I know none of you have ever written and asked what my pet peeves are but I was making a double batch of crispy lemon cookies that are made with lemon cake mix—a couple cups of rice krispies which I happened to have on hand, and 2 sticks of butter or margarine, plus a couple eggs—well I dug through the pantry and found two boxes of the Betty Crocker “original” cake mix size that is something like 18 ounces. I made up the batch of cookies and the cookie dough was perfect. You roll the dough in balls and bake them in the oven—when the cookies had cooled, I also drizzled on lemon glaze because I had some of that on hand as well. My peeve? The sizes of all the cake mixes have been reduced by about three ounces.
Now, if you do a lot of cookie baking (and I know I am not alone in this pastime) and have gotten used to making ever-so-easy batches of cookies made with cake mix—the dilemma now is—how can we continue to make the easy cake mix cookies?
It crossed my mind that this was a two-fold manufacturer’s ploy to sell more cake mix but reduce the size of the product. They change the size of the cake contents and not only save money—every cook in America has to figure out how to change the original recipe.
Another pet peeve – I was reminded of this at the supermarket today: to get the best price on a product – you have to buy 3 or 4 of this or that product. Well, it’s maddening. to get the best price on 2 liter ginger ale, I have to buy 4 of them. Well, I can tolerate this ploy with the ginger ale because I will use it – but to be REQUIRED to buy one of several dozen products to get the cheapest price? MADDENING. I have purchased far more 12-packs of soft drinks in order to buy two and get three free (no, I don’t do this anymore because the son who used to drink the most coca cola at my house no longer drinks it—so I no longer buy it).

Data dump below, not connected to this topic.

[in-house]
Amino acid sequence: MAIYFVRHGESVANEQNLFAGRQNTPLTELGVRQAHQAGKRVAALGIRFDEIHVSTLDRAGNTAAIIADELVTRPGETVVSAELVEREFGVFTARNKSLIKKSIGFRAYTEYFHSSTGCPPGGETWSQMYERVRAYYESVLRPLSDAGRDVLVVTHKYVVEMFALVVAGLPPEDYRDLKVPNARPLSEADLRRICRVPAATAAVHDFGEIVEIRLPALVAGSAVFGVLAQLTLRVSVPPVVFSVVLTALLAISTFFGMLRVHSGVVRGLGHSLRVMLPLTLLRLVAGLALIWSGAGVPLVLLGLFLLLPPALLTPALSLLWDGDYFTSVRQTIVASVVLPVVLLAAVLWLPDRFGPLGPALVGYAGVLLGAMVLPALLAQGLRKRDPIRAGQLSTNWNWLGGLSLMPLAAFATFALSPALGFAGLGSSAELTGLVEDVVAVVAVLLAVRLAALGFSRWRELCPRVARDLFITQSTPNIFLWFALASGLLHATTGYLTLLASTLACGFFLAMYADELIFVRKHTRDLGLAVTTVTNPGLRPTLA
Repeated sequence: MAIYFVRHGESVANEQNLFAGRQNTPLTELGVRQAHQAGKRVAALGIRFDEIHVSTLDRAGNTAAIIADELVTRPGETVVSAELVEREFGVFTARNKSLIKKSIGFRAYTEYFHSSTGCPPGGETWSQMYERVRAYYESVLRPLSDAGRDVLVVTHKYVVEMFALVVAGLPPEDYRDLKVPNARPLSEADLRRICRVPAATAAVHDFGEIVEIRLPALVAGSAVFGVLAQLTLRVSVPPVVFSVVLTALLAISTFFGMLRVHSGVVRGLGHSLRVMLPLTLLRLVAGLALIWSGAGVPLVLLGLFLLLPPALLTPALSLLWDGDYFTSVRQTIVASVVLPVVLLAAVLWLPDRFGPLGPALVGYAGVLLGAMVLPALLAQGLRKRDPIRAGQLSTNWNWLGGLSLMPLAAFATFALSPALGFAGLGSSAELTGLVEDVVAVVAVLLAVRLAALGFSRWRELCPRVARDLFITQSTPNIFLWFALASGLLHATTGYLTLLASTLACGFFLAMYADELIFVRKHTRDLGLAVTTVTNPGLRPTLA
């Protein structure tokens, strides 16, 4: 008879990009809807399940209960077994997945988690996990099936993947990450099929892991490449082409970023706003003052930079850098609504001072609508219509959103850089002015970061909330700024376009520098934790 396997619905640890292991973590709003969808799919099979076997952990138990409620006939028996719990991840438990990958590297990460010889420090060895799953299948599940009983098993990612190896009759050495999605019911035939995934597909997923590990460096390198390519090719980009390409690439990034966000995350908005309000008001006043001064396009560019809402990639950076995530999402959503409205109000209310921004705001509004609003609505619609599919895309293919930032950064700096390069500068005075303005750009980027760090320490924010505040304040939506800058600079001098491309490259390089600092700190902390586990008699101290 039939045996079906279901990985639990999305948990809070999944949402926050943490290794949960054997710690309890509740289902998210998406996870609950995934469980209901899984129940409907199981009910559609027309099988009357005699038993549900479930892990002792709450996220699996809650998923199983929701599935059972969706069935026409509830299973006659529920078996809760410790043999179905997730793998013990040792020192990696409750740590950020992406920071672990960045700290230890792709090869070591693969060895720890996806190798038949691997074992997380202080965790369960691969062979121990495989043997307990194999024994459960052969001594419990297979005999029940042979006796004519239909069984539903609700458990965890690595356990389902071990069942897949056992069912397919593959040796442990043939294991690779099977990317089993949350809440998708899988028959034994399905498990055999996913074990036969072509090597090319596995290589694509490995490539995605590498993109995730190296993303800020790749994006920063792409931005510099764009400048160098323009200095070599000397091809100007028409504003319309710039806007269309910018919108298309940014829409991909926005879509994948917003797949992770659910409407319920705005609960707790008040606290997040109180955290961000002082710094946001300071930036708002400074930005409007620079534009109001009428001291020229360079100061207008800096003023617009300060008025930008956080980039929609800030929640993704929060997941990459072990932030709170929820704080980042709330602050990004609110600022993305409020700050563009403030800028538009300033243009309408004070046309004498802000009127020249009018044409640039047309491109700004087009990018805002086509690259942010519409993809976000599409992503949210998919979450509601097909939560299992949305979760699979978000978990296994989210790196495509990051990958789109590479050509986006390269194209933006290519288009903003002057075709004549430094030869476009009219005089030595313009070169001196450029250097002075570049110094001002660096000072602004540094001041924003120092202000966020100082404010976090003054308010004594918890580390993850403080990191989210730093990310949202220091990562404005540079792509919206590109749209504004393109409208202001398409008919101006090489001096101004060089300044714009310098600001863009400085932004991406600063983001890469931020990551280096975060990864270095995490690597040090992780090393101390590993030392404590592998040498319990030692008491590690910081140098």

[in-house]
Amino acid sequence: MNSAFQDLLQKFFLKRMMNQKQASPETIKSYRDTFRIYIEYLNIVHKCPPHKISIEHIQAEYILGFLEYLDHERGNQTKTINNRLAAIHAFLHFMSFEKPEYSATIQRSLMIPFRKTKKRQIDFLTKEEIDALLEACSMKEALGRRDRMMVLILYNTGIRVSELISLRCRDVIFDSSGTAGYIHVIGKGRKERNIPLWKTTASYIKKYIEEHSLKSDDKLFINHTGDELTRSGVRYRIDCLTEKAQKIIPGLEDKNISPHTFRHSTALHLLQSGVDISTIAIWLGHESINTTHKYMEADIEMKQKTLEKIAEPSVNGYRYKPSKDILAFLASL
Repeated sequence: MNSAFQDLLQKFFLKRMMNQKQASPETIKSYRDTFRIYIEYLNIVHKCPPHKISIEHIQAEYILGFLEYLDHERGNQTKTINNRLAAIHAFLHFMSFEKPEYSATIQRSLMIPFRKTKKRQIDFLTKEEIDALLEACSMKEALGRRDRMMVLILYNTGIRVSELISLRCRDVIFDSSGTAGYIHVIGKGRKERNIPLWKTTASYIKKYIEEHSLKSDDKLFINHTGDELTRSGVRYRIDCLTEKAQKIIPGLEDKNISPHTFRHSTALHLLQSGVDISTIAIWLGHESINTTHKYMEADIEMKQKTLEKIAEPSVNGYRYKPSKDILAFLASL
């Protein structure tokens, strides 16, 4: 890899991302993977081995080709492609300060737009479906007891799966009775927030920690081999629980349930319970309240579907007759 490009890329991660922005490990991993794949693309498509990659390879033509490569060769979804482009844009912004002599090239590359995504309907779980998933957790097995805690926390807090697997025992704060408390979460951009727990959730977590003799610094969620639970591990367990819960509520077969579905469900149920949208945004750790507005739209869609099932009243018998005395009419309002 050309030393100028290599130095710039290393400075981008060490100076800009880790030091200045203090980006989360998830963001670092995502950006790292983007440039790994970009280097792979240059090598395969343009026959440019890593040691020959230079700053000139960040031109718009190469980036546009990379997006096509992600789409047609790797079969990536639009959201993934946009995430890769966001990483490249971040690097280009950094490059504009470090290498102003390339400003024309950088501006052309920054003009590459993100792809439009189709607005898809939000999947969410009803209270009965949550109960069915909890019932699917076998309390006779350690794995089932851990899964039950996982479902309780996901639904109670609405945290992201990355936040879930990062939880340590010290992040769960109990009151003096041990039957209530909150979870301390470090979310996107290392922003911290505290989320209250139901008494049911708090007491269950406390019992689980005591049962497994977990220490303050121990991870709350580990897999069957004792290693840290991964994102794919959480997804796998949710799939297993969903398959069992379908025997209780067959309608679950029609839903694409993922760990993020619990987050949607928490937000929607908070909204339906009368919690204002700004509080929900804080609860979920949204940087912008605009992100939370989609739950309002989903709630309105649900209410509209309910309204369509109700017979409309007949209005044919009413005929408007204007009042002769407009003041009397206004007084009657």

For all the years I was raising four sons and buying a lot of groceries, it wouldn’t have be an issue to buy four boxes of mac and cheese – I knew it would get eaten. But NOW – I am a senior citizen on a fixed income—this is outrageously unfair. I think a 75 year old customer should be exempt from such requirements. Give senior customers an exemption card! The supermarkets I shop at should be used to seeing me by now – and they are liberal about sending me ads for their sales. Isn’t this biased against seniors???